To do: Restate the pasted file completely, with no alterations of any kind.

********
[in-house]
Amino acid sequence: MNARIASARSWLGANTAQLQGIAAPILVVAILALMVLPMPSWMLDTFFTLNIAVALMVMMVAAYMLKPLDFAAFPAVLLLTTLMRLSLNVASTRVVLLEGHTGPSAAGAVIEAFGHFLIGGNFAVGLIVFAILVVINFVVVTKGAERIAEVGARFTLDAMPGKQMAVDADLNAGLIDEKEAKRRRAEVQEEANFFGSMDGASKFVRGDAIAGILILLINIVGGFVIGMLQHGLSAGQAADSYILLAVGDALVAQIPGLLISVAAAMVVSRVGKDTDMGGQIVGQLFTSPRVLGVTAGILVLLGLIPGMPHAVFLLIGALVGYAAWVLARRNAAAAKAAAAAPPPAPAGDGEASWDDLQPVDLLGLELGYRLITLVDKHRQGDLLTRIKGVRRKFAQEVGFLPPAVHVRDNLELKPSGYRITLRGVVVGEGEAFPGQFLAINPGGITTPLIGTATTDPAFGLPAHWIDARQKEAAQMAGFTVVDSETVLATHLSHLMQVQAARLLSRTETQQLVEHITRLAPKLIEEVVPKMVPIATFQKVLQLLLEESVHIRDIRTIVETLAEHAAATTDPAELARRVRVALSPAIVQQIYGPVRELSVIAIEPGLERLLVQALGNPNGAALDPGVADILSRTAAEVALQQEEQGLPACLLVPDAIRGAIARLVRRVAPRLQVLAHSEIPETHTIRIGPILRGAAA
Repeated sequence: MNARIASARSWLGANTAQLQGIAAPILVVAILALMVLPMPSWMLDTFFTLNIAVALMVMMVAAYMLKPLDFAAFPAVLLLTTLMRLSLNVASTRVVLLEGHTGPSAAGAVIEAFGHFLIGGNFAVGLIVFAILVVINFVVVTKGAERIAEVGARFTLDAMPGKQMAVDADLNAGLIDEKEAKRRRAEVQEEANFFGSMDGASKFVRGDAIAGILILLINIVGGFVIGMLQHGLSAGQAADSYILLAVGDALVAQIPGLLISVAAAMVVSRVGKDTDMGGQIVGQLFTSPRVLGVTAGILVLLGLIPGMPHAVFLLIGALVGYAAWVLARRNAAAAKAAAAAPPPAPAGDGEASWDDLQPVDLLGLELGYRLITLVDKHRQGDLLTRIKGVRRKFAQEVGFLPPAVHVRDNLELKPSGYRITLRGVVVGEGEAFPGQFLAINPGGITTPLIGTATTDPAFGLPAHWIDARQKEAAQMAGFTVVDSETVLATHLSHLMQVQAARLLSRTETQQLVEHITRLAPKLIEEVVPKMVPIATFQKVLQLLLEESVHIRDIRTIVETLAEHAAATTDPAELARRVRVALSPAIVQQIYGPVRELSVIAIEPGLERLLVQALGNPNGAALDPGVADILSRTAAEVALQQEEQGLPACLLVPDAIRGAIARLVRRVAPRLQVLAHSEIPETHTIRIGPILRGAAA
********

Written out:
[in-house]
Amino acid sequence: MNARIASARSWLGANTAQLQGIAAPILVVAILALMVLPMPSWMLDTFFTLNIAVALMVMMVAAYMLKPLDFAAFPAVLLLTTLMRLSLNVASTRVVLLEGHTGPSAAGAVIEAFGHFLIGGNFAVGLIVFAILVVINFVVVTKGAERIAEVGARFTLDAMPGKQMAVDADLNAGLIDEKEAKRRRAEVQEEANFFGSMDGASKFVRGDAIAGILILLINIVGGFVIGMLQHGLSAGQAADSYILLAVGDALVAQIPGLLISVAAAMVVSRVGKDTDMGGQIVGQLFTSPRVLGVTAGILVLLGLIPGMPHAVFLLIGALVGYAAWVLARRNAAAAKAAAAAPPPAPAGDGEASWDDLQPVDLLGLELGYRLITLVDKHRQGDLLTRIKGVRRKFAQEVGFLPPAVHVRDNLELKPSGYRITLRGVVVGEGEAFPGQFLAINPGGITTPLIGTATTDPAFGLPAHWIDARQKEAAQMAGFTVVDSETVLATHLSHLMQVQAARLLSRTETQQLVEHITRLAPKLIEEVVPKMVPIATFQKVLQLLLEESVHIRDIRTIVETLAEHAAATTDPAELARRVRVALSPAIVQQIYGPVRELSVIAIEPGLERLLVQALGNPNGAALDPGVADILSRTAAEVALQQEEQGLPACLLVPDAIRGAIARLVRRVAPRLQVLAHSEIPETHTIRIGPILRGAAA
Repeated sequence: MNARIASARSWLGANTAQLQGIAAPILVVAILALMVLPMPSWMLDTFFTLNIAVALMVMMVAAYMLKPLDFAAFPAVLLLTTLMRLSLNVASTRVVLLEGHTGPSAAGAVIEAFGHFLIGGNFAVGLIVFAILVVINFVVVTKGAERIAEVGARFTLDAMPGKQMAVDADLNAGLIDEKEAKRRRAEVQEEANFFGSMDGASKFVRGDAIAGILILLINIVGGFVIGMLQHGLSAGQAADSYILLAVGDALVAQIPGLLISVAAAMVVSRVGKDTDMGGQIVGQLFTSPRVLGVTAGILVLLGLIPGMPHAVFLLIGALVGYAAWVLARRNAAAAKAAAAAPPPAPAGDGEASWDDLQPVDLLGLELGYRLITLVDKHRQGDLLTRIKGVRRKFAQEVGFLPPAVHVRDNLELKPSGYRITLRGVVVGEGEAFPGQFLAINPGGITTPLIGTATTDPAFGLPAHWIDARQKEAAQMAGFTVVDSETVLATHLSHLMQVQAARLLSRTETQQLVEHITRLAPKLIEEVVPKMVPIATFQKVLQLLLEESVHIRDIRTIVETLAEHAAATTDPAELARRVRVALSPAIVQQIYGPVRELSVIAIEPGLERLLVQALGNPNGAALDPGVADILSRTAAEVALQQEEQGLPACLLVPDAIRGAIARLVRRVAPRLQVLAHSEIPETHTIRIGPILRGAAA